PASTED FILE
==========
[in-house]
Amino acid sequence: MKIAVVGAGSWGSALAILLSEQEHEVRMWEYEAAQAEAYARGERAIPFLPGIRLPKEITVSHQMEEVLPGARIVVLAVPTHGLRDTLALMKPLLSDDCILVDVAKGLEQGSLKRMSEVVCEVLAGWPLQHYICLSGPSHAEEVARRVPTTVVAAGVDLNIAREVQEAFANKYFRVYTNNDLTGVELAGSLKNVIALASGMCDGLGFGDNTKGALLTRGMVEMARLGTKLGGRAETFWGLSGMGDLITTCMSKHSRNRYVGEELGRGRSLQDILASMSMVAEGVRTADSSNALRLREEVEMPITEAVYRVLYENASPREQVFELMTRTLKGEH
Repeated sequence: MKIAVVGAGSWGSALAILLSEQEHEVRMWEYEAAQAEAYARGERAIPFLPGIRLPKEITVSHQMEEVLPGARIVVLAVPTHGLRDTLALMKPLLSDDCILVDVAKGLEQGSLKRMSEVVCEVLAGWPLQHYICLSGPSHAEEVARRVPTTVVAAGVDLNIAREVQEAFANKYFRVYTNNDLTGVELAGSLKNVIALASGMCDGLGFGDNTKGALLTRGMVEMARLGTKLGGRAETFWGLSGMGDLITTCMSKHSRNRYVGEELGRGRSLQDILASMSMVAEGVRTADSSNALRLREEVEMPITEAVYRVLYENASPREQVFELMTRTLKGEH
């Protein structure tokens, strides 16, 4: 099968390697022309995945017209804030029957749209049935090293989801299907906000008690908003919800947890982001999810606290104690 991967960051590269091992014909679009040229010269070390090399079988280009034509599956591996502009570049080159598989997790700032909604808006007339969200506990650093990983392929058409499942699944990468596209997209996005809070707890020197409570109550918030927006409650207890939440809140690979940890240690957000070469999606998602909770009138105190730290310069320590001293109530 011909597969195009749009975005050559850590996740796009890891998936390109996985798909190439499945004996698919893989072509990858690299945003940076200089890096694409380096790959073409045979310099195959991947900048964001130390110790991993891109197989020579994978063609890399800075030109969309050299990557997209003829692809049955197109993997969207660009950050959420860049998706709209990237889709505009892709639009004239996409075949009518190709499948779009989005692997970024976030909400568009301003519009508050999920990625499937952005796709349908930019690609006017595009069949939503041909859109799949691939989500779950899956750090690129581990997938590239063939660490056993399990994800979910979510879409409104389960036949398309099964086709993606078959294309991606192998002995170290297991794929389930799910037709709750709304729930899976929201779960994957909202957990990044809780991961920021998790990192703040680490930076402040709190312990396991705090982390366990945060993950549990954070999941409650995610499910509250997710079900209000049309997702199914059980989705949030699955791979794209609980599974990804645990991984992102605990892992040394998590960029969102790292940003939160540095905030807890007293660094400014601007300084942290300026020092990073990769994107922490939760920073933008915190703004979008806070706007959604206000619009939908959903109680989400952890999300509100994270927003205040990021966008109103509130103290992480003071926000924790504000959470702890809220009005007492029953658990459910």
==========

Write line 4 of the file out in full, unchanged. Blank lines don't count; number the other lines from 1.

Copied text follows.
């Protein structure tokens, strides 16, 4: 099968390697022309995945017209804030029957749209049935090293989801299907906000008690908003919800947890982001999810606290104690 991967960051590269091992014909679009040229010269070390090399079988280009034509599956591996502009570049080159598989997790700032909604808006007339969200506990650093990983392929058409499942699944990468596209997209996005809070707890020197409570109550918030927006409650207890939440809140690979940890240690957000070469999606998602909770009138105190730290310069320590001293109530 011909597969195009749009975005050559850590996740796009890891998936390109996985798909190439499945004996698919893989072509990858690299945003940076200089890096694409380096790959073409045979310099195959991947900048964001130390110790991993891109197989020579994978063609890399800075030109969309050299990557997209003829692809049955197109993997969207660009950050959420860049998706709209990237889709505009892709639009004239996409075949009518190709499948779009989005692997970024976030909400568009301003519009508050999920990625499937952005796709349908930019690609006017595009069949939503041909859109799949691939989500779950899956750090690129581990997938590239063939660490056993399990994800979910979510879409409104389960036949398309099964086709993606078959294309991606192998002995170290297991794929389930799910037709709750709304729930899976929201779960994957909202957990990044809780991961920021998790990192703040680490930076402040709190312990396991705090982390366990945060993950549990954070999941409650995610499910509250997710079900209000049309997702199914059980989705949030699955791979794209609980599974990804645990991984992102605990892992040394998590960029969102790292940003939160540095905030807890007293660094400014601007300084942290300026020092990073990769994107922490939760920073933008915190703004979008806070706007959604206000619009939908959903109680989400952890999300509100994270927003205040990021966008109103509130103290992480003071926000924790504000959470702890809220009005007492029953658990459910």